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Introduction to Signal Integrity in Immersion Cooling Technology

In recent years, the cooling requirements for data centers have grown exponentially, leading to the development of new and innovative cooling technologies. One such technology is immersion cooling, where servers are submerged in a dielectric liquid that efficiently dissipates heat. As immersion cooling gains popularity, it becomes crucial to understand the impacts of this technology on signal integrity, a significant consideration for multi-gigabyte systems. In this article, we will introduce the fundamentals of signal integrity in immersion cooling technology and provide an overview of the work stream focused on this topic.

Signal Integrity Work Stream

The Signal Integrity Work Stream is a new initiative within the Open Compute Project (OCP), with over 60 members involved. This group aims to study electrical communication, optical communication, and the effects of hydrocarbon and fluorocarbon fluids on signal integrity. Additionally, they are working on practical methods for making measurements and simulations, as well as understanding the impact of fluid properties on signal integrity.

The work stream is focused on understanding how hardware, specifically designed for air-cooled systems, will perform in immersion cooling technology. This is crucial as there is currently limited information on immersion-specific design criteria, and many existing systems have been developed and certified for air-cooled environments.

Transmission Line Structures and Immersion Fluids

As data is transmitted along hardware lines within air-cooled systems, it is converted from binary data to analog, resulting in potential errors in both timing and amplitude. These errors can be exacerbated when hardware is submerged in immersion fluid, as the fluid’s properties can affect the signal’s amplitude and timing. These properties include the fluid’s dielectric constant and loss tangent.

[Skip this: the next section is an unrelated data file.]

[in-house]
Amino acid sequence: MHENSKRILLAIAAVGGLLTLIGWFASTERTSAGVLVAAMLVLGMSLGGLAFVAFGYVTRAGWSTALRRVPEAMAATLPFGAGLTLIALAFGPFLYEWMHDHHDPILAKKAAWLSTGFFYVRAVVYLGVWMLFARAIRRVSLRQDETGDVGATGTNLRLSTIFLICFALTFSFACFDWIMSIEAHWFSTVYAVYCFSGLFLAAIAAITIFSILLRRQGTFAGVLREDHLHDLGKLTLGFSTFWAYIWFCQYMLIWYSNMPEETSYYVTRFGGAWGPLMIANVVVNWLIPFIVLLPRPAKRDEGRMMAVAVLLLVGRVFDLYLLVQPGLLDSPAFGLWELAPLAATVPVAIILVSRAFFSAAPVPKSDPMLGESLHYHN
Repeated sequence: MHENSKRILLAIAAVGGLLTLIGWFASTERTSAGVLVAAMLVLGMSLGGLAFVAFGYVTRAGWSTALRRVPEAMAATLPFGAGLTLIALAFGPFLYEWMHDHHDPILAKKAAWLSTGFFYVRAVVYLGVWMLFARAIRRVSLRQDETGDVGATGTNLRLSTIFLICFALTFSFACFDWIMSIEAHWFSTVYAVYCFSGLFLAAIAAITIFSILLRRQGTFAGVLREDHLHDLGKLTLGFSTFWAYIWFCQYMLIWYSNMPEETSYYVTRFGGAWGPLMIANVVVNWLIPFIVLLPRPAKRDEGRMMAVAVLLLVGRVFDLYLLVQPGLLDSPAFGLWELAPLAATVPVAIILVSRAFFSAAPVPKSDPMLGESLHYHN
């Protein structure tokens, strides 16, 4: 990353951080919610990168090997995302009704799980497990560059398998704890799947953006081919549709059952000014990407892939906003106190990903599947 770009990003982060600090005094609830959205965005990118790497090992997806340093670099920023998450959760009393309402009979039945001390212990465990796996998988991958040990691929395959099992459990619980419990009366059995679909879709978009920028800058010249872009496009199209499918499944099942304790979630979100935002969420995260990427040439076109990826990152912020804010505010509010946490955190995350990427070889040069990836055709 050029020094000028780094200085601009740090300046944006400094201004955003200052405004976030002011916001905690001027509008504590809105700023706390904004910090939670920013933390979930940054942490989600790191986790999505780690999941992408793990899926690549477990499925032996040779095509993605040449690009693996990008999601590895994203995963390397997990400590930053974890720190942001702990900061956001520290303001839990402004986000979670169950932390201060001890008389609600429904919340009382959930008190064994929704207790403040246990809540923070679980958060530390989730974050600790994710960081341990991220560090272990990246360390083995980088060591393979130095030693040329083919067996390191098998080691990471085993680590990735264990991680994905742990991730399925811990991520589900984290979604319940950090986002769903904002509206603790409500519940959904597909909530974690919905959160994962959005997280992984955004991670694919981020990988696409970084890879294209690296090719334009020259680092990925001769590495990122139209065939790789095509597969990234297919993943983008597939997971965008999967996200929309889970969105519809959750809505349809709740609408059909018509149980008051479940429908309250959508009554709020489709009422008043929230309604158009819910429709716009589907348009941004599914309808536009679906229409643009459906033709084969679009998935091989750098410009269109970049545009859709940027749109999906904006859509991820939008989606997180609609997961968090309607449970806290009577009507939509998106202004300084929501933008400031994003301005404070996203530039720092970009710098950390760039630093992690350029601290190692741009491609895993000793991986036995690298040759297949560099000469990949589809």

There are several common structures present in transmission lines: strip lines, microstrip lines, sockets, and cables. These structures are immersed in dielectric fluids, which can change their properties, potentially causing signal integrity issues.

Dielectric Constant and Loss Tangent

Two critical fluid properties impacting signal integrity are the dielectric constant and loss tangent. The dielectric constant, a measure of a material’s ability to store energy, has a significant impact on the impedance of a signal, while the loss tangent is a measure of the energy lost during signal transmission due to the material surrounding the transmission line.

As the frequency of data transfer increases, the dielectric constant and loss tangent become increasingly important in maintaining signal integrity. In immersion cooling systems, these properties can be affected by the type of fluid used as well as the solid substrates present in the hardware.

Impacts of Immersion Fluids on Signal Integrity

Changes in the impedance and the surrounding fluid properties can cause problems in signal amplitude and timing when systems designed for air-cooled environments are submerged in immersion fluid. However, techniques such as altering the material of the hardware or retuning frequencies can help offset these changes and maintain signal integrity.

By understanding the relationship between fluid properties and immersion cooling’s impact on signal integrity, the work stream can develop guidelines and best practices for testing, simulation, and mitigation strategies. This will ultimately lead to improvements in fluid specifications and the creation of better immersion cooling systems.


As immersion cooling technology becomes more prevalent in data centers, understanding the impacts of this technology on signal integrity is essential. By studying the effects of dielectric fluids, transmission line structures, and fluid properties on signal integrity, the OCP Signal Integrity Work Stream aims to develop guidelines and best practices to ensure optimal performance in immersion-cooled systems. As the work stream continues to grow and make progress, it will be essential for industry professionals to stay up-to-date on its findings and contribute their expertise to ensure the continued development and improvement of immersion cooling technology in data centers.

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About the Author: Mike Izzo

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